The principal male figure, the Hero, is always situated in the middle, his wife or wives to his sides. If the deceased had been a killer of big game such as a lion or a leopard, the animals are carved and usually placed on the ground in front of the group. A number of shields and spears were normally stuck in the earth behind or beside the statues.

Sidama Stelae: Monolithic stelae as burial signs to indicate burial tombs have been used throughout Ethiopia by different people at different times. The varied stelae illustrated the prominent life acts or power exerted by the buried person. The Sidama phallic stelae form specific structures - circles, rows or other shapes - with the corpse buried in the circle. It is thought that the number of stelae in a tomb represented the number of enemies killed by the hero buried there. Many of the prehistoric stelae show the remains of color layers on them.
The Arsi Oromo Tombs: In the Arsi Oromo countryside, it is common to notice some circles marked by stones of various sizes, enclosing mounds of small stones as well as larger carved ones. These mark burial sites.
Other gravesites involve impressive complexes with a substantial central structure with the surrounding stones being carved in linear and geometric patterns. Besides their decorative significance, the various elements of design constitute a sort of sign language and serve to record the deceased person's status and accomplishments in life. The lines, circles and zigzags on carved stones indicate one's family's size, wealth in cattle, accomplishments in war and fame achieved in killing wild animals. Monuments are ofen dedicated to men - surprise, surprise!
I found this to be compelling reading:
From that thought-provoking section of the museum, it was a perfect transition to a small cave-like corridor where traditional music gently filled the air and the black surrounds left us nothing to look at besides a collection of Ethiopian instruments.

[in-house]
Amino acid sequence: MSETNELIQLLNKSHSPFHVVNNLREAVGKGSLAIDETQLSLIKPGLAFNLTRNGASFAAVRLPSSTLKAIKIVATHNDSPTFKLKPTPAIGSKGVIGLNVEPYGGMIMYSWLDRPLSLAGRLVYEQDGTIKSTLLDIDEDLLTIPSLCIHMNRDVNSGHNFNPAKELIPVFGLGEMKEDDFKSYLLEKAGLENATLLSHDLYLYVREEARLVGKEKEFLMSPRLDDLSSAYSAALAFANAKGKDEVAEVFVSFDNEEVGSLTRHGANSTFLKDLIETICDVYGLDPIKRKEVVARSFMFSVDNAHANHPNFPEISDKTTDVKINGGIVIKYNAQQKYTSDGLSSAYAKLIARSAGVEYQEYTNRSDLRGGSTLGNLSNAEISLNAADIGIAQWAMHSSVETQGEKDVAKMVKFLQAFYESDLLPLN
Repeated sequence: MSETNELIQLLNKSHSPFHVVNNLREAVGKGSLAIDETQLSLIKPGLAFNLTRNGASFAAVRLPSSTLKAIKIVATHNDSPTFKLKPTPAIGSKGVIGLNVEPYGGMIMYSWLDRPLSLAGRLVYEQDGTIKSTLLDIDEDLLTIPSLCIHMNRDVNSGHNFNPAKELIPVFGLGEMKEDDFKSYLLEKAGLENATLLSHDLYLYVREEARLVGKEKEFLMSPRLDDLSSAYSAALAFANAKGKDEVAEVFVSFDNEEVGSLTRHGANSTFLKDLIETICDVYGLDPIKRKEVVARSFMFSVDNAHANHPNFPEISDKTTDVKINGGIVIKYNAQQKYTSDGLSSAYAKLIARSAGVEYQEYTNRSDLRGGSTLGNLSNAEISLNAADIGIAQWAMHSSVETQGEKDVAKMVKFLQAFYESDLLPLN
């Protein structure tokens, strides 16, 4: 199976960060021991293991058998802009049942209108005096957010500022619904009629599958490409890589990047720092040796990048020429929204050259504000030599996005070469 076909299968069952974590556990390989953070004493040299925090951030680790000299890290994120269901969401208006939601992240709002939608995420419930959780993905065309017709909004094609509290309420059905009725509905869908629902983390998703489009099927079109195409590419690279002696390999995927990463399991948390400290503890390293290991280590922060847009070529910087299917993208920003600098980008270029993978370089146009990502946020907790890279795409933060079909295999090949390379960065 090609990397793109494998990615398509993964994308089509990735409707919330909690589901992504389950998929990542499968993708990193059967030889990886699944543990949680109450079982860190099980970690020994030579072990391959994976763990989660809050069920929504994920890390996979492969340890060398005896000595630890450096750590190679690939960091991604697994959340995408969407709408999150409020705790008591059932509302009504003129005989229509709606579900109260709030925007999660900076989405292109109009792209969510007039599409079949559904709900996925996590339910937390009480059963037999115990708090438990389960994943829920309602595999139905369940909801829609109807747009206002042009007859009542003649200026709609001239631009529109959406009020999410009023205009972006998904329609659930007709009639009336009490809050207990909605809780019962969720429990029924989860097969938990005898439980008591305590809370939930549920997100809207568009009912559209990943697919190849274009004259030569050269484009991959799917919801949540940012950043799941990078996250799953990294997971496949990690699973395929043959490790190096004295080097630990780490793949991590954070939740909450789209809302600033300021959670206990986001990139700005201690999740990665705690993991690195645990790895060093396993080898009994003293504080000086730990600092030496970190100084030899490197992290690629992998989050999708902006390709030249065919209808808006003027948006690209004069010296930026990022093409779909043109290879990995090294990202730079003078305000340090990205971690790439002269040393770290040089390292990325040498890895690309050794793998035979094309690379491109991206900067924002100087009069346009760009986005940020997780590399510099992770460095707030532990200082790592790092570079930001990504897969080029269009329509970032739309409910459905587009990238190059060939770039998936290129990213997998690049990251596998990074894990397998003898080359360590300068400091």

The Baganna is a large ten-stringed lyre and is considered to be the most dignified of Ethiopian stringed instruments and only played by men and women of hgh rank. The strings are made of sheep bowels which give it its characteristic high, vibrating pitch. As it's very tall, the player rests it on the floor beside the chair and holds it upright. It is the instrument associated with Lent and the fasting period. It can be used for religious celebrations but never during the service and always outside the church.
The Masingo is a one-string fiddle with a wooden diamond-shaped body and is the only Ethiopian bowed instrument. The string is almost always made out of many strands of horse hair. It would ahave been great if we could have attended a performance where these instruments were played.
One vibrant hall of the museum focused on religious art, with an exceptional series of diptychs, triptychs, icons, crosses and magic scrolls. Magic scrolls, like the Roman lead scrolls, were used to cast curses on people or to appeal to the gods for divine assistance. 
Again, in the interest of brevity, I will leave you with the photos alone.

After having had a double dose of culture with visiting both the National Museum and the Ethnographic Musem, we definitely needed some retail therapy! We schlepped for well over an hour at least to get to Churchill Avenue where we had seen so many shops along there earlier. All I could think of that whole time was I sure hoped the shops would be as appealing as they looked from the bus!

Our patience was rewarded, thank goodness, as there were plenty of items that were very intriguing and the prices were fair in the end.
I was ready to collapse by then as my shoes were giving me real issues. Luckily, we found a nice café by the Lion of Judah Monument where we ordered a pizza. (I noticed I just happened to pick out that same shirt to wear when I began writing this part of the post a few hours ago!)

What a relief walking up the dusty road to our Ag Hotel at the end of the day.
Our view from our room:
And so, our exciting days in Addis have come to an end. Tomorrow, on to Lalibela and its magnificent churches!

Posted at long last from Abu Dhabi, United Arab Emirates on December 9th, 2016!


  1. Freda,

    Hate to tell you but no more turtles this trip!